There aren’t supposed to be pitchers’ duels in Denver. The air is crisp and thin. The balls jump off the bat and the curves don’t spin. Hitters’ paradise.
Well for nine innings it seemed like the visiting Astros had brought some of their heavy Houston air with them.
Or maybe the problem was Gerrit Cole. For six innings he held the hot Rockies bats scoreless, allowing only two 2 hits and striking out nine. The ball certainly won’t travel when the bats don’t touch it.
Meanwhile he was bequeathed a early two run lead thanks to an Alex Bregman first inning home run, his 21st.
But in the seventh the Rockies finally got to Cole. In the thin air Cole relied on his fastball to an unusual degree, but as his pitch count mounted, the Rockies began to make contact; a lead off Nolan Arenado double, an RBI Carlos Gonzalez double, and a Gerardo Parra single to tie the game that knocked Cole out of the game and tied the score.
Fortunately for the Astros, relief pitcher Collin McHugh limited the damage with a double play line out, George Springer to Yuli Gurriel, to end the inning.
Then it was quiet again.
Until the 10th inning. It’s like the Astros suddenly realized, “hey, we’re in Denver dudes. We’re supposed to be gettin hits.”
Josh Reddick led off with a solid single to center which was misplayed by center fielder Charlie Blackmon, putting Reddick on third. After a failed bunt attempt with two strikes by Marwin Gonzalez, Max Stassi walked, and Tony Kemp got what would be the game winning hit with a line drive to short center, scoring Reddick.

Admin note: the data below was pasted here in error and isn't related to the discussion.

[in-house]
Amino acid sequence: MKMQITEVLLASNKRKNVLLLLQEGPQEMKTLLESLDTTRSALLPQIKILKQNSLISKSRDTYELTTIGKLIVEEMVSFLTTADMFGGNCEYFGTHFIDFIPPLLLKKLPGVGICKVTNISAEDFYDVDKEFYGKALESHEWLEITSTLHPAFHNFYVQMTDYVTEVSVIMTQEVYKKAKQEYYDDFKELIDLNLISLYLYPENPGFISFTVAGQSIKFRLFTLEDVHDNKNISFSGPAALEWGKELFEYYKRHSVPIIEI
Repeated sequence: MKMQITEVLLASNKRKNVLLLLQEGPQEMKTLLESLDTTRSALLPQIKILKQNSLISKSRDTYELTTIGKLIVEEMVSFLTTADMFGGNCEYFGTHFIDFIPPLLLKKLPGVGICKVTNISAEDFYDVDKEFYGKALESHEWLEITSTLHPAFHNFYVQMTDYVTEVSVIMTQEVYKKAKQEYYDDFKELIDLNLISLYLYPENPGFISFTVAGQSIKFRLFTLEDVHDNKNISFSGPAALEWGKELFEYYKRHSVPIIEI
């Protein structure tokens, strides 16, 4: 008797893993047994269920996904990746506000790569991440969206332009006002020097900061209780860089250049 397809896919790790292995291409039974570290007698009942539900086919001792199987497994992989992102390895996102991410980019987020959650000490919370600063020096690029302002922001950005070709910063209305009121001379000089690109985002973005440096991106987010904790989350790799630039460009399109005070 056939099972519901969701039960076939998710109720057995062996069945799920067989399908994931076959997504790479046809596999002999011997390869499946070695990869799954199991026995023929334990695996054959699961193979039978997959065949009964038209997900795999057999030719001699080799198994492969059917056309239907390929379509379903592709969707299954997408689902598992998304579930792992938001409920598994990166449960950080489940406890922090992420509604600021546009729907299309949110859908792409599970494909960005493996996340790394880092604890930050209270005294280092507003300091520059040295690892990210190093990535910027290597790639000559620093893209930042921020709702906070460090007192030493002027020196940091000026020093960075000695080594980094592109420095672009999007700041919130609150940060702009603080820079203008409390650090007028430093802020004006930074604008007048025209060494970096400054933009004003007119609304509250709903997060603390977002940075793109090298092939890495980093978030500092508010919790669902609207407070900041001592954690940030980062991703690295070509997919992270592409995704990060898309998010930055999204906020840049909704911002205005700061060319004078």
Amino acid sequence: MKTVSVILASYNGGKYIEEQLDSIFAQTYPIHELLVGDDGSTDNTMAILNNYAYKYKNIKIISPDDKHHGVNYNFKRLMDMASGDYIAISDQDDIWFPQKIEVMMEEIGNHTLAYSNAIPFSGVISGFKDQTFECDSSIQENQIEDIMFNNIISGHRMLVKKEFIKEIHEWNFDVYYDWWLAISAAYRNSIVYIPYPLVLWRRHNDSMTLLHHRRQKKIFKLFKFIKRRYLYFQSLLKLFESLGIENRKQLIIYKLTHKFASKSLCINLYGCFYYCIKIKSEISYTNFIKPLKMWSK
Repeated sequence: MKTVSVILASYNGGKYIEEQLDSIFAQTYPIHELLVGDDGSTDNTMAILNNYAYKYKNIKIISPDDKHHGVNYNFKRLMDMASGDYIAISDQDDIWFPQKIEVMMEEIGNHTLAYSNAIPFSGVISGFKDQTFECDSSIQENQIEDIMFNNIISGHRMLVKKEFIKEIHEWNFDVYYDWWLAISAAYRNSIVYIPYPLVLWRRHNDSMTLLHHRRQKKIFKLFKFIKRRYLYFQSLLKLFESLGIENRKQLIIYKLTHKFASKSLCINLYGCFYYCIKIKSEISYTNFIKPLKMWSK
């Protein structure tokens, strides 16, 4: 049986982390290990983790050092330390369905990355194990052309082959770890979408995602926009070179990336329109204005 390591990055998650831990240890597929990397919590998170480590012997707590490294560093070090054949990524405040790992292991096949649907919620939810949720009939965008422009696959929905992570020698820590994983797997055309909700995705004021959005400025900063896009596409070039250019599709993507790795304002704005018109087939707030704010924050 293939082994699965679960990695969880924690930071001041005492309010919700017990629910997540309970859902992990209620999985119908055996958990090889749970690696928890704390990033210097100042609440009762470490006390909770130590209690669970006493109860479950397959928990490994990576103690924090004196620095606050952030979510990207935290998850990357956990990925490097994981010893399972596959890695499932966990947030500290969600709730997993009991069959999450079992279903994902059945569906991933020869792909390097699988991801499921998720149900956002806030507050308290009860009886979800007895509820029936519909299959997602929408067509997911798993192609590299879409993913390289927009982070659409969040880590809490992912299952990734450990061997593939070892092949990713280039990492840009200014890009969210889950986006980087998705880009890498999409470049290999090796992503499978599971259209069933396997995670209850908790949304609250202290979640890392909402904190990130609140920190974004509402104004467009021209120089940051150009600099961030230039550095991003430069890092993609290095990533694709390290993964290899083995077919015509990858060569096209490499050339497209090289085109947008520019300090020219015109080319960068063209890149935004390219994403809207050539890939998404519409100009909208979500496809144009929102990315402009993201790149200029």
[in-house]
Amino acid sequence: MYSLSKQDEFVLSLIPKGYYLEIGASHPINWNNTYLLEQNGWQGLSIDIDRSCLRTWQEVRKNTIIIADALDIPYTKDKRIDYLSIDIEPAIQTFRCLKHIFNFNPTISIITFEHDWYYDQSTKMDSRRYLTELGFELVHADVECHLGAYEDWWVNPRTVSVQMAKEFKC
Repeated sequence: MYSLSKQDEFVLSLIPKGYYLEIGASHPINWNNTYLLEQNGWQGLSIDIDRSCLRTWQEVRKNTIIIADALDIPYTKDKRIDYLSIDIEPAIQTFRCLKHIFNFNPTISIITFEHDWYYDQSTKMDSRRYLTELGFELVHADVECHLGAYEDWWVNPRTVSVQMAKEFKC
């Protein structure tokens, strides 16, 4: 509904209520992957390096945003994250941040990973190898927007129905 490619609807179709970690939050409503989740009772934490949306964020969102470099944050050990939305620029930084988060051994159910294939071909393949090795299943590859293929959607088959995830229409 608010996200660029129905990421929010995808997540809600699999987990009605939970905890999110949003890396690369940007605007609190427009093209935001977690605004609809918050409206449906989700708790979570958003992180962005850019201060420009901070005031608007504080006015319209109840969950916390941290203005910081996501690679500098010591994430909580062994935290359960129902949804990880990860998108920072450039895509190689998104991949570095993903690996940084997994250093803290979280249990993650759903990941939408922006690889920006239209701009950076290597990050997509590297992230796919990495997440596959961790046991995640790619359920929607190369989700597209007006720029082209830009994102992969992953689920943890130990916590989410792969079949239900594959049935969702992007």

That would be enough, but the Astros never settle. The struggling rookie we call Ted came up. Off the bat it looked like Kyle Tucker, the slender left hander with the sweet swing, had his first big league home run. It was only a two run triple, but it would do. Three run lead, one out.
Then next batter George Springer poked his bat out at a low pitch and got the barrel to a ball he pointed right over the left field fence, a two run homer, his 17th.
Not to be left out, Alex Bregman doubled, and scored on a Gurriel single of course, because, well, there was a runner in scoring position, and Gurriel leads the league in batting average with runners in scoring position.
No bullpen meltdown tonight. Joe Smith, Hector Rondon, and Brad Peacock get big credit for preventing a Rockies win or walk-off by holding them scoreless through innings eight through ten respectively. Rondon got the win.
The hard luck starter for Colorado was Tyler Anderson who held the Astros to two runs, only one earned, in 7.1 innings pitched. The normally reliable Rockies closer Wade Davis took the loss. Two Colorado errors turned out to be crucial in the loss tonight.
Tomorrow Charlie Morton (11-2, 2.96 ERA) faces Jon Gray (8-7, 5.44 ERA). Game time 7:40 CDT.
Box score and videos here.
Quick Week in Review
I won’t be able to write the Week in Review column any more but I will include a very abbreviated version in the Monday or Tuesday game recaps.
Because of the All Star game I am giving a few basic statistics going back 14 days.
Over the last 14 days the Astros’ batters have a 92 wRC+, 20th in MLB.
The pitchers have allowed 4.39 runs/ nine innings, 13th in the league. The starters’ ERA has been 3.78, 8th, and the relievers 5.34, 22nd.
Hot hitters during this span have been Alex Bregman, 191 wRC+, Tony Kemp, 184, Marwin Gonzalez, 156, and George Springer, 131.
Cold bats include Max Stassi, 54 wRC+, Yuli Gurriel, 44, Jose Altuve, 33, and Kyle Tucker, 15.
The best starters have been Dallas Keuchel, 0.66 ERA, Gerrit Cole, 1.56, and Justin Verlander, 2.50.
Ice cold on the mound have been Lance McCullers, 11.88 ERA, and Chris Devenski, 16.20.
All numbers exclude this evening’s performance.